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Chris Mccandless - Fool or Hero

In: Novels

Submitted By haydnwschoony
Words 786
Pages 4
Haydn Schoonover
American Lit, P6
Westenskow
May 9, 2014

Into the Wild, Chris McCandless Analysis

In Into the Wild, Jon Krakauer tells the story of Chris McCandless, a man born in an affluent family. McCandless allowed his wandering thoughts and moral code guide him in a way that lead to certain death. His parents, Billie and Walt McCandless set him up for an impressive, promising life. Chris took this promising, successful future and spun into a journey filled with idealist literature and danger that skewed his world view. Chris McCandless is often seen as a narcissistic, deeply-misplaced young man that betrayed the emotional trust of his parents. He was not the ideal hero, nor was he a fool. He was rather an idealist, applying his beliefs in order to shift his purpose, unable to be influenced by the forces in his life, such as his collegiate endeavors and his family. “At long last he was unencumbered, emancipated from the stifling world of his parents and peers, a world of abstraction and security and material excess, a world in which he felt grievously cut off from the raw throb of existence.” (Krakauer, 22). McCandless frees himself, despite being chained to the rabid chaos of the urban, modern world. The story of Into the Wild communicates that it is important to follow your own path, in spite of external opinions.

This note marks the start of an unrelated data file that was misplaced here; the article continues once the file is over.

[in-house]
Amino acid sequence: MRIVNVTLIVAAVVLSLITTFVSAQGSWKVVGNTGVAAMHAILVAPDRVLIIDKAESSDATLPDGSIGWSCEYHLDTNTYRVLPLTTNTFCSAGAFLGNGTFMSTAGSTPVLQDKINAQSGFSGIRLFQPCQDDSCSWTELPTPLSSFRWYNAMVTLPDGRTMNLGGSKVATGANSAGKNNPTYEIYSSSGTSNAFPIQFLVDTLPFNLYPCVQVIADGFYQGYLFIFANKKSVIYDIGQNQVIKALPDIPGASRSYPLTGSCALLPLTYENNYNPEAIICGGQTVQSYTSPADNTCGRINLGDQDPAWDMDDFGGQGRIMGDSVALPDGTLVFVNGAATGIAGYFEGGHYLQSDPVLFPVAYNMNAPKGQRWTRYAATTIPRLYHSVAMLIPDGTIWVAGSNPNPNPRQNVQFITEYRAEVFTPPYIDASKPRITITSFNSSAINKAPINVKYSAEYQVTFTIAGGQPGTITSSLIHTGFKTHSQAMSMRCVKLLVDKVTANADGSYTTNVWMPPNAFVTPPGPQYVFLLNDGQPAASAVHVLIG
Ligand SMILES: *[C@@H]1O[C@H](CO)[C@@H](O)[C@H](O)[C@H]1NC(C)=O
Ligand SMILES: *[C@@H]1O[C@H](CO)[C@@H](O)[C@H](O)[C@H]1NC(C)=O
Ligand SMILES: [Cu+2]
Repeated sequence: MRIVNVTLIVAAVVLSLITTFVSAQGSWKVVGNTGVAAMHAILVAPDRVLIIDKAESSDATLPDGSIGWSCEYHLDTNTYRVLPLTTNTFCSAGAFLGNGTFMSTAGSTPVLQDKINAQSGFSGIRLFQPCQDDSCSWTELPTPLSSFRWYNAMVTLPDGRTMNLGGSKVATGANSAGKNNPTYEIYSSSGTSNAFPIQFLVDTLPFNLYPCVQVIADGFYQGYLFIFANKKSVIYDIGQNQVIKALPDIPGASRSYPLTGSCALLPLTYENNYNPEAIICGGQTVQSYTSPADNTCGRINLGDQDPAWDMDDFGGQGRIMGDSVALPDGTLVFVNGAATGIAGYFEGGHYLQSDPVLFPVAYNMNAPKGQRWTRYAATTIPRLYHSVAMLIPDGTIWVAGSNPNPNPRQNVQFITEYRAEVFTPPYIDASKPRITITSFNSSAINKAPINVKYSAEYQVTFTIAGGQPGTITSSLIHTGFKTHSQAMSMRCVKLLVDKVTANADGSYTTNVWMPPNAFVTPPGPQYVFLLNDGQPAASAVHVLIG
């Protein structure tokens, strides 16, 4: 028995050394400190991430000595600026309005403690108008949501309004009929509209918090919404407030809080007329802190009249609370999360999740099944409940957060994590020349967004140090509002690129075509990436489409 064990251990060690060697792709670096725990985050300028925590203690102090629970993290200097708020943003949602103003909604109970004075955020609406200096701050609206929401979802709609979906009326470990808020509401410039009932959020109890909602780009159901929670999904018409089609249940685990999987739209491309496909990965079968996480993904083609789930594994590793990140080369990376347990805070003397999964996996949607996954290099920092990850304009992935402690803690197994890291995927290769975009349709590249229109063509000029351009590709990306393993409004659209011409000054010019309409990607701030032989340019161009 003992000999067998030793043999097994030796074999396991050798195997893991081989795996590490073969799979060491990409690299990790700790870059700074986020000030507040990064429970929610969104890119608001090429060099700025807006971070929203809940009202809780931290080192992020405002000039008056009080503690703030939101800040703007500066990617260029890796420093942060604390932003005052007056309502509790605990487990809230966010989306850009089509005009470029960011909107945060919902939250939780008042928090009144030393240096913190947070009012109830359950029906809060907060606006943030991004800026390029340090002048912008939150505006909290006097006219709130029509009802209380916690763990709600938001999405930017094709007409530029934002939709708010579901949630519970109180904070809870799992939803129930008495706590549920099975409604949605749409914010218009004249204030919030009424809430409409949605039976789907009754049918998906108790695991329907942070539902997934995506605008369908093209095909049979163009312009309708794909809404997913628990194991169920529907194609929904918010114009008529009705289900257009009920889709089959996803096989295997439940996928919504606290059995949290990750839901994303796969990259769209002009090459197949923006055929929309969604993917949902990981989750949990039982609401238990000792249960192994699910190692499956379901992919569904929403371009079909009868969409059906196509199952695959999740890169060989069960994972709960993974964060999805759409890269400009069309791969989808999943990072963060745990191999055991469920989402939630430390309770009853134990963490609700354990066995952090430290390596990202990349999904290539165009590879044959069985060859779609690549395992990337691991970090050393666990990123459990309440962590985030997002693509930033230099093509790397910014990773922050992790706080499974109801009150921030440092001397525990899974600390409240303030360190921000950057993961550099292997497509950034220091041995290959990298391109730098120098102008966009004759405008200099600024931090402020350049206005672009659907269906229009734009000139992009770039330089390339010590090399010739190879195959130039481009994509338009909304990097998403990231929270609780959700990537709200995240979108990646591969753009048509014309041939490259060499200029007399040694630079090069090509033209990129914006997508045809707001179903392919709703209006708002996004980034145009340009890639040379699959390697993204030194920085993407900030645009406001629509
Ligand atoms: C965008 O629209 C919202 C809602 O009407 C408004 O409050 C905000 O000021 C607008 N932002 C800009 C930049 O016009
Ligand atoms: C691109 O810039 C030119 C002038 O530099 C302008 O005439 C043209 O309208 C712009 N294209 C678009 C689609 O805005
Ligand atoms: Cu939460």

Chris McCandless was a pompous fool taking into consideration the decisions he made throughout his short life. He burned all of the money his wallet, and gave the remainder of his Harvard law money to various charities. McCandless abandoned his family, sending them into shock. He let his selfish moral values dictate his path, leaving his family to endlessly question why he deliberately chose to leave his life behind. McCandless abandoned his family and hitchhiked to the West as far as possible. These actions and ideas that McCandless...

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